To recap from past posts and comment threads. ethics estoppel attaches when a public figure makes an ethics-related assertion or levels criticism of conduct that he or she is uniquely unable to make without inducing near fatal laughter in all who read or hear it, since the position is so obviously and audaciously at odds with the individual’s own past behavior or statements. The current statements may be wise, true or have validity, but their speakers’ past so undermines their credibility on the topic under discussion that they actually weaken the otherwise legitimate position by the identity of its advocate. Thus such advocates should shut up.
It is not the same as hypocrisy. An individual can change his or her beliefs: a former drug user is not being hypocritical when he says one should not use drugs. Even a current drug user may not be hypocritical to make the same statement. However sincere they may be, however, those who were prominent violators of the principles they are currently espousing are terrible advocates.
The late Senator Ted Kennedy apparently understood ethics estoppel long before Ethics Alarms defined it. As a Democratic member of the Senate Judiciary Committee when Anita Hill ambushed Clarence Thomas, Kennedy was unusually silent, especially for a Senator who had been the designated attack dog against other Republican Supreme Court nominees, notably Robert Bork. However, the idea of Ted “Chappaquiddick” Kennedy—or any Kennedy, really—criticizing someone else for alleged sexual misconduct was too ridiculous. Ted knew he was ethically estopped from weighing in.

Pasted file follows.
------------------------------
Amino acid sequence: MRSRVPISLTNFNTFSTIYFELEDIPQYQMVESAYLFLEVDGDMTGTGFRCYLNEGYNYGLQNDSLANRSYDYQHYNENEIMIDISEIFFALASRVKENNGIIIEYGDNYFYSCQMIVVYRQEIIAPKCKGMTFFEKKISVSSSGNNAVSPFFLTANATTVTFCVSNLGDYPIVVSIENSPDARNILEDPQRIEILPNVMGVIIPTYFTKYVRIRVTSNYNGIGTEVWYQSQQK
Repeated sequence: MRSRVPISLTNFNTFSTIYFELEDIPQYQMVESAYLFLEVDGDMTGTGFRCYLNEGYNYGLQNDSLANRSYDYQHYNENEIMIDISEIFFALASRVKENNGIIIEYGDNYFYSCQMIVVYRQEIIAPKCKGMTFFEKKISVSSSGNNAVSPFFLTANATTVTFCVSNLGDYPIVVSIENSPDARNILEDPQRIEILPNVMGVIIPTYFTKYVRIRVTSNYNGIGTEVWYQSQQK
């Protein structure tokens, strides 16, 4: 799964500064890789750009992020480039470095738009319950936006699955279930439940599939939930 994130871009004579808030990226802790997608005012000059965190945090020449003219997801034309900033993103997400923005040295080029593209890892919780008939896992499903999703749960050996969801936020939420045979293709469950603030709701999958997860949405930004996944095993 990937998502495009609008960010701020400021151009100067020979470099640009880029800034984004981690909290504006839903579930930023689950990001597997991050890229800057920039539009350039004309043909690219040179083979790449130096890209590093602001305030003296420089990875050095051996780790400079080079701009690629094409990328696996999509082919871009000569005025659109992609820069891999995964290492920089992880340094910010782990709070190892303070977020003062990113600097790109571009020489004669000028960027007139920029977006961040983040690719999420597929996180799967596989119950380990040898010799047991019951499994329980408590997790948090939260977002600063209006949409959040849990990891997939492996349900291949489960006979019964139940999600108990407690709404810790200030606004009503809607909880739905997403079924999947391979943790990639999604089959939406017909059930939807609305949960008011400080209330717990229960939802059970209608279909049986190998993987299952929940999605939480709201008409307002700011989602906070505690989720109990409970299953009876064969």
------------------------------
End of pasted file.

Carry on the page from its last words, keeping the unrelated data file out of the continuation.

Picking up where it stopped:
White House spokesperson Sarah Huckabee Sanders got in a twitter war with Congressman Ted Lieu (D-Cal)—the reason is irrelevant—and Sanders tweeted in part,
“You should spend less time tweeting, more time doing your job.”
If there is anyone in the universe who is less well-position to say that, it is the White House spokesperson. Or does Sanders get a slight, teensy-weensy pass because her boss saying it would be worse?
I think so. Thus she just falls short of my top three examples of ethics estoppel in the breach, all tied, because you can only equal them, you can’t surpass them.
- Bill Clinton (2012)speaking at an Obama rally in Pennsylvania:
“Who wants a president who will knowingly, repeatedly tell you something he knows is not true?”
- Nancy Pelosi (2017) in a letter to Paul Ryan about the proposed GOP repeal of the Affordable Care Act:
“The American people and Members have a right to know the full impact of this legislation before any vote in Committee or by the whole House.”
- Hillary Clinton (2016), who tweeted, incredibly:
You just can’t top those.
Sorry, Sarah; close, but no cigar.